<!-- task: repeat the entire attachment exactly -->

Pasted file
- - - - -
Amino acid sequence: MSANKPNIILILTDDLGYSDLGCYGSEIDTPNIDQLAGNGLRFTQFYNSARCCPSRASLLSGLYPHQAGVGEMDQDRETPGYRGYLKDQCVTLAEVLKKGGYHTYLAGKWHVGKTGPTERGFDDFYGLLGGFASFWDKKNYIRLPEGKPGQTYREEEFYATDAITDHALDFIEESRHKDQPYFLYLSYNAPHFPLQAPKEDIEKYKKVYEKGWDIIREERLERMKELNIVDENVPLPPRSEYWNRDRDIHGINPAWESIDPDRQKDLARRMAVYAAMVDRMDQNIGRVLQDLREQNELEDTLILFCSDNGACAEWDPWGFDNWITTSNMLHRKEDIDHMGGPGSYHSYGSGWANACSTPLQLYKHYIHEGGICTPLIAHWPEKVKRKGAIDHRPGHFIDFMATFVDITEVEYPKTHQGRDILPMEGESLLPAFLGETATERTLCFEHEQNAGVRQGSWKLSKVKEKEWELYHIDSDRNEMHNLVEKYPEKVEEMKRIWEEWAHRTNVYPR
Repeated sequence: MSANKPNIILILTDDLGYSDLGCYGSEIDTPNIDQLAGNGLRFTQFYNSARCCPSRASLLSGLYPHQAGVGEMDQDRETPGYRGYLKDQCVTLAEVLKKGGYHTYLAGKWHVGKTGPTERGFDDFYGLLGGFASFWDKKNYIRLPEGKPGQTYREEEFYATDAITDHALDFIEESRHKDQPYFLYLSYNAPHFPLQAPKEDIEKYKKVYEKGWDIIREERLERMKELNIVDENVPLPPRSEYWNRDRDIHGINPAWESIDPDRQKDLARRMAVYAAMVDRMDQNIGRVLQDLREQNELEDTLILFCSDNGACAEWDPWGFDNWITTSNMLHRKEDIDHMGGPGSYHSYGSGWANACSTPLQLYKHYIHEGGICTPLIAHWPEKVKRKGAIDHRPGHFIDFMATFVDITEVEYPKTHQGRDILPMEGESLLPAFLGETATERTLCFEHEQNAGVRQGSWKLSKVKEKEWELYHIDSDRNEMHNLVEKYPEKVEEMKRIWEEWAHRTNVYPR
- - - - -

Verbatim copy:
Amino acid sequence: MSANKPNIILILTDDLGYSDLGCYGSEIDTPNIDQLAGNGLRFTQFYNSARCCPSRASLLSGLYPHQAGVGEMDQDRETPGYRGYLKDQCVTLAEVLKKGGYHTYLAGKWHVGKTGPTERGFDDFYGLLGGFASFWDKKNYIRLPEGKPGQTYREEEFYATDAITDHALDFIEESRHKDQPYFLYLSYNAPHFPLQAPKEDIEKYKKVYEKGWDIIREERLERMKELNIVDENVPLPPRSEYWNRDRDIHGINPAWESIDPDRQKDLARRMAVYAAMVDRMDQNIGRVLQDLREQNELEDTLILFCSDNGACAEWDPWGFDNWITTSNMLHRKEDIDHMGGPGSYHSYGSGWANACSTPLQLYKHYIHEGGICTPLIAHWPEKVKRKGAIDHRPGHFIDFMATFVDITEVEYPKTHQGRDILPMEGESLLPAFLGETATERTLCFEHEQNAGVRQGSWKLSKVKEKEWELYHIDSDRNEMHNLVEKYPEKVEEMKRIWEEWAHRTNVYPR
Repeated sequence: MSANKPNIILILTDDLGYSDLGCYGSEIDTPNIDQLAGNGLRFTQFYNSARCCPSRASLLSGLYPHQAGVGEMDQDRETPGYRGYLKDQCVTLAEVLKKGGYHTYLAGKWHVGKTGPTERGFDDFYGLLGGFASFWDKKNYIRLPEGKPGQTYREEEFYATDAITDHALDFIEESRHKDQPYFLYLSYNAPHFPLQAPKEDIEKYKKVYEKGWDIIREERLERMKELNIVDENVPLPPRSEYWNRDRDIHGINPAWESIDPDRQKDLARRMAVYAAMVDRMDQNIGRVLQDLREQNELEDTLILFCSDNGACAEWDPWGFDNWITTSNMLHRKEDIDHMGGPGSYHSYGSGWANACSTPLQLYKHYIHEGGICTPLIAHWPEKVKRKGAIDHRPGHFIDFMATFVDITEVEYPKTHQGRDILPMEGESLLPAFLGETATERTLCFEHEQNAGVRQGSWKLSKVKEKEWELYHIDSDRNEMHNLVEKYPEKVEEMKRIWEEWAHRTNVYPR